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I'm not sure I understand what establishes a mood. Does a sentence have to establish a mood at the begining or can a mood be established in a clause at the end?

And, that's if he could get elected after 35% of Americans turned out in opposition to both parties and a new popular movement was seeded.

Or,

And, that's if he could get elected after 35% of Americans turned out in opposition to both parties and a new popular movement were seeded.

In both of these we're talking about a scenario that doesn't exist. The top one clearly sounds more right to me.

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Do you mean ". . .turned out to be in opposition . . .*? –  bib Oct 16 '12 at 18:23
    
Nope. I meant what I wrote. They are in opposition. In electoral parlance, to turn out in opposition means to show up at the polls. –  Evan Carroll Oct 16 '12 at 18:24
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But you wrote "turned out to in opposition". –  bib Oct 16 '12 at 18:27
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2 Answers

The word mood in this sense is a grammatical term which refers to the form of the verb: it is not a property of the sentence.

One of the traditional moods is called subjunctive: it is moribund in English, and not used at all by some people.

One of its uses is to mark irrealis conditionals, that is to say "if" clauses where the speaker is not suggesting that the condition might actually be true, but talking about what would happen if it were true. (That "were" is a subjunctive: it's hard to talk about irrealis conditionals without using it).

Your example is irrealis - you're not saying that it has happened, or wondering whether it has happened, you're talking about a possible scenario. In that context, those speakers who use the subjunctive would say "were", and those who don't would say "was".

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Why do you say the subjunctive is moribund in English? –  bib Oct 16 '12 at 18:24
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because if the subjunctive mood was not moribund, more people would object to the formulation of this sentence. :) –  kmote Oct 16 '12 at 18:49
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+1 for suggesting were. But I wish you were more insistent. –  bib Oct 16 '12 at 19:09
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I think the question here is more about the mood governed by after than it is about the mood governed by if. See my answer. –  tchrist Oct 16 '12 at 21:25
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@tchrist: yes, I agree. My answer is a good answer to a different question. Serves me right for not reading carefully enough. –  Colin Fine Oct 16 '12 at 21:51
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The question is whether the subjunctive carries forward into subordinate clauses that are governed by a completely different subordinate conjunction.. In English, it generally does not.

Let's take your initial fragment:

  • And, that's if he could get elected after 35% of Americans turned out in opposition to both parties and a new popular movement was seeded.

And rewrite it into something easier to analyse. Here is the simple version:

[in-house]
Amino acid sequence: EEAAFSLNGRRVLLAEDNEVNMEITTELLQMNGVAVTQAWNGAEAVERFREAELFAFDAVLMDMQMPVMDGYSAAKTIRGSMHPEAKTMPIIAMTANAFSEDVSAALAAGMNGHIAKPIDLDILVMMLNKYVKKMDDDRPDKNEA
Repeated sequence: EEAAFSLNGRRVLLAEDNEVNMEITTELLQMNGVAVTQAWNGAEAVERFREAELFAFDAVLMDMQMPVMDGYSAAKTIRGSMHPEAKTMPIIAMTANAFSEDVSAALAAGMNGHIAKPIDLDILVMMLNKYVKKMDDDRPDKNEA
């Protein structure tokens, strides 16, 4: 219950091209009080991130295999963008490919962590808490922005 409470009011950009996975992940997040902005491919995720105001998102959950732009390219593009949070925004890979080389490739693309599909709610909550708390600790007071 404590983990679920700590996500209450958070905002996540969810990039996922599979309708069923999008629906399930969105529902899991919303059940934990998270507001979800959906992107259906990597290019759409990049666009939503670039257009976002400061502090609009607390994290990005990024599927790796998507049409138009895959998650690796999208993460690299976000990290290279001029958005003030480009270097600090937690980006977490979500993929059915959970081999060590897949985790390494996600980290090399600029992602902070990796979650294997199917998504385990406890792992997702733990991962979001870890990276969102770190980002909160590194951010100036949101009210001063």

• If he were elected, then he would collect.

That part, I trust, is not suspect; this sort of if construction triggers the past subjunctive was > were in the if part.

The problem is when you branch off a new clause subordinate to something that's already in the subjunctive. Do you keep the mood, or reassess, perhaps according to which conjunction you use?

This leaves these two possibilities:

  1. If he were elected after a new movement was seeded, then he would collect a bountiful harvest.
  2. If he were elected after a new movement were seeded, then he would collect a bountiful harvest.

It may be that both are acceptable, with the second being more hypothetical.

Here is a bit of evidence that the fancier were-following-after construct does exist in the wild.

  • Whereas a spin-1 object returns to its initial configuration after it is rotated a single time, a spin -1⁄2 particle would do so only after it were rotated twice. [citation]

I dunno. To me it sounds extremely legalistic to use the subjunctive after after. Mind you, it did used to happen. Here is Sir Thomas More:

  • But still for any power that reason hath to perceive the cause, she shall judge it impossible after she prove it true but if she believe her eye better than her wit. [citation]

Although that is the present subjunctive, like "till death do us part", which we really don't use for those sorts of clauses, so the full example doesn't apply to the question of past subjunctive being asked here. But you can see what I mean by how old-fashioned it sounds. Here is a source from the 17th century that uses

  • That if it were lawful to keep a right heir from his kingdom, in respect of conscience, it was as lawful to remove him after he were established. [citation]

Jumping forward a couple of centuries, here's Jane Austen:

  • But she would not make up her fire; that would seem cowardly, as if she wished for the protection of light after she were in bed. [citation]

So ok, you can do it if you want. I don't think most people do so, though.

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+1. By the way, a rule that governs the propagation of a mood from a matrix clause to a subordinate clause is known as a sequence of moods rule. English has a fairly complicated sequence of tenses rule, but our sequence of moods rule is generally just "don't bother". (See e.g. Fowler.) –  ruakh Oct 16 '12 at 21:33
    
+1. Excellent answer. –  Colin Fine Oct 16 '12 at 21:51
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